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You’ve heard of the dirty dozen fruits and vegetables that are best to buy organic due to their high pesticide levels—now, meet the top 12 fish you should avoid feeding your family, according to the nonprofit Food and Water Watch. Check out the seafaring creatures that miss the mark on safety and sustainability, plus, some healthier alternatives.

Instead of… Try
Imported catfish U.S. farmed catfish or tilapia. Because the U.S. tends to have higher health, labor, and environmental standards than other countries, buying U.S. seafood is usually the best choice. Plus, less than 2 percent of imported seafood is inspected for antibiotics, harmful chemicals, or other contaminants. The good news is that country-of-origin labeling is required for fresh fish, making it easy to determine where your catch is from.
Caviar from beluga or wild sturgeon Currently, Food and Water Watch does not recommend caviar from any source.
Atlantic cod Atlantic mackerel, which has a similar flavor and texture. Pacific cod that wasn’t trawl-caught (trawl-catching uses giant nets that unintentionally catch any sea creature in their path, plus this method damages the seabed) is another option, but your fishmonger might not know how the fish was caught.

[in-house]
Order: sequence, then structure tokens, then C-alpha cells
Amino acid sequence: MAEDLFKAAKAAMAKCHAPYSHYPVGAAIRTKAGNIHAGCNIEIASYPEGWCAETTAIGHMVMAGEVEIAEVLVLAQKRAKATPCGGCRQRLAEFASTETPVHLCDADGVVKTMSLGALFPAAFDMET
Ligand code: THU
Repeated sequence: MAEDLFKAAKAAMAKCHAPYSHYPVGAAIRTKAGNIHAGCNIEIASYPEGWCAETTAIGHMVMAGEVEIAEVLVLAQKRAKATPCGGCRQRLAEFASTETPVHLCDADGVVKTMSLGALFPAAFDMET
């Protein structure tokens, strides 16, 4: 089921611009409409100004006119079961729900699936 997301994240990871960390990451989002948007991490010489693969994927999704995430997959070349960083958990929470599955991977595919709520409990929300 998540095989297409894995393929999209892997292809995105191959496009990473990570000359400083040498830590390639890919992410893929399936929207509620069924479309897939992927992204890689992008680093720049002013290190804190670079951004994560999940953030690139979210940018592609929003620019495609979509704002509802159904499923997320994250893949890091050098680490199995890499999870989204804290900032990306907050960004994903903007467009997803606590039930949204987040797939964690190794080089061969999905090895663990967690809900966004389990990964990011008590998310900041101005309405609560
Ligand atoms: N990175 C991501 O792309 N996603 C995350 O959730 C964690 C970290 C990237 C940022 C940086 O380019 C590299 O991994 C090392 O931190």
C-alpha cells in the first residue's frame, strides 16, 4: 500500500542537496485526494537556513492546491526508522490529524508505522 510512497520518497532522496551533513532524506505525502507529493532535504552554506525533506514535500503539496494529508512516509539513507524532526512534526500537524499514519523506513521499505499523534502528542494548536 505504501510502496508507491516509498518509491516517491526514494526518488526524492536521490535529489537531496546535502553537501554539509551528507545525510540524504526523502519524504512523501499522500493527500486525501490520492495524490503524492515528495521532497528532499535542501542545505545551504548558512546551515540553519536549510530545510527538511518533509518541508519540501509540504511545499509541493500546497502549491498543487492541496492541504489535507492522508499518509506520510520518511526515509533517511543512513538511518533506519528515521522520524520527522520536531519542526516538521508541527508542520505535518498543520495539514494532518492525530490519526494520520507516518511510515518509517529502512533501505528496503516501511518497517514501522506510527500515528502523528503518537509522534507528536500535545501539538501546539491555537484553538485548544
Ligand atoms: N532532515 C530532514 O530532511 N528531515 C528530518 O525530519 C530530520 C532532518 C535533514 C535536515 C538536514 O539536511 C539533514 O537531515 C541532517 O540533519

American eel Smoked Pacific U.S. black cod, which has a similar taste and texture
Atlantic flatfish U.S. hook-and-line-caught haddock. Hook-and-line catching relies on a standard fishing rod, meaning unintentionally caught fish are thrown back, and the seabed isn’t damaged.
Imported king crab U.S. crab (except for blue crab, which can be high in contaminants)
Imported shrimp U.S. farmed or wild-caught shrimp
Orange roughy Mahi-mahi or yellowtail snapper, which are other mild-tasting, white fish
Farmed or Atlantic salmon U.S. wild-caught Alaskan salmon
Chilean seabass U.S. hook-and-line-caught haddock or Pacific halibut, both of which are other mild-tasting white fish
Shark Pacific halibut or mahi-mahi
Atlantic bluefin tuna Pacific albacore tuna

Reprinted from KIWI Magazine

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